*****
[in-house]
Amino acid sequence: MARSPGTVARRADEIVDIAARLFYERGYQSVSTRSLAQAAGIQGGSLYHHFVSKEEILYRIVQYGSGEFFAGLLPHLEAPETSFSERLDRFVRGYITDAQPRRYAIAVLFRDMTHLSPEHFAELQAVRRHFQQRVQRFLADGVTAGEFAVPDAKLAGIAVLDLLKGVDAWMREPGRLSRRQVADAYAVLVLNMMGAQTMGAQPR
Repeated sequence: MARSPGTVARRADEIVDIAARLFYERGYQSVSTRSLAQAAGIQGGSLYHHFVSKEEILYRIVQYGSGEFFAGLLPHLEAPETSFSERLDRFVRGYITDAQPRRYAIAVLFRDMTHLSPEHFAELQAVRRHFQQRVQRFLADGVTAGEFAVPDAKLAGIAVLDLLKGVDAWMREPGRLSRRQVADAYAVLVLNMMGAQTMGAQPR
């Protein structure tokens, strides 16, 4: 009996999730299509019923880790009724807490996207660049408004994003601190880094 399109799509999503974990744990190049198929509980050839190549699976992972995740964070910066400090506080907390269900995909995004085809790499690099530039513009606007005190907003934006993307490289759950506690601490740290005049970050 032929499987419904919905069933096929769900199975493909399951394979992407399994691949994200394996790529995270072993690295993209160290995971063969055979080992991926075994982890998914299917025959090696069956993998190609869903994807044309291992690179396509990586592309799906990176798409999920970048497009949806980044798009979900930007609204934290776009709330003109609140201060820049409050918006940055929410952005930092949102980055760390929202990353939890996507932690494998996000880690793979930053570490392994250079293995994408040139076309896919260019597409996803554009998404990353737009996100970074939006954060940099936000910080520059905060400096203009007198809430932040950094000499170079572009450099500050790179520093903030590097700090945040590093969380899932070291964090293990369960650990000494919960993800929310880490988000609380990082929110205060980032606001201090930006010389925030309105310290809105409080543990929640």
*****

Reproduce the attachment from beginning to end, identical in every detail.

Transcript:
[in-house]
Amino acid sequence: MARSPGTVARRADEIVDIAARLFYERGYQSVSTRSLAQAAGIQGGSLYHHFVSKEEILYRIVQYGSGEFFAGLLPHLEAPETSFSERLDRFVRGYITDAQPRRYAIAVLFRDMTHLSPEHFAELQAVRRHFQQRVQRFLADGVTAGEFAVPDAKLAGIAVLDLLKGVDAWMREPGRLSRRQVADAYAVLVLNMMGAQTMGAQPR
Repeated sequence: MARSPGTVARRADEIVDIAARLFYERGYQSVSTRSLAQAAGIQGGSLYHHFVSKEEILYRIVQYGSGEFFAGLLPHLEAPETSFSERLDRFVRGYITDAQPRRYAIAVLFRDMTHLSPEHFAELQAVRRHFQQRVQRFLADGVTAGEFAVPDAKLAGIAVLDLLKGVDAWMREPGRLSRRQVADAYAVLVLNMMGAQTMGAQPR
């Protein structure tokens, strides 16, 4: 009996999730299509019923880790009724807490996207660049408004994003601190880094 399109799509999503974990744990190049198929509980050839190549699976992972995740964070910066400090506080907390269900995909995004085809790499690099530039513009606007005190907003934006993307490289759950506690601490740290005049970050 032929499987419904919905069933096929769900199975493909399951394979992407399994691949994200394996790529995270072993690295993209160290995971063969055979080992991926075994982890998914299917025959090696069956993998190609869903994807044309291992690179396509990586592309799906990176798409999920970048497009949806980044798009979900930007609204934290776009709330003109609140201060820049409050918006940055929410952005930092949102980055760390929202990353939890996507932690494998996000880690793979930053570490392994250079293995994408040139076309896919260019597409996803554009998404990353737009996100970074939006954060940099936000910080520059905060400096203009007198809430932040950094000499170079572009450099500050790179520093903030590097700090945040590093969380899932070291964090293990369960650990000494919960993800929310880490988000609380990082929110205060980032606001201090930006010389925030309105310290809105409080543990929640």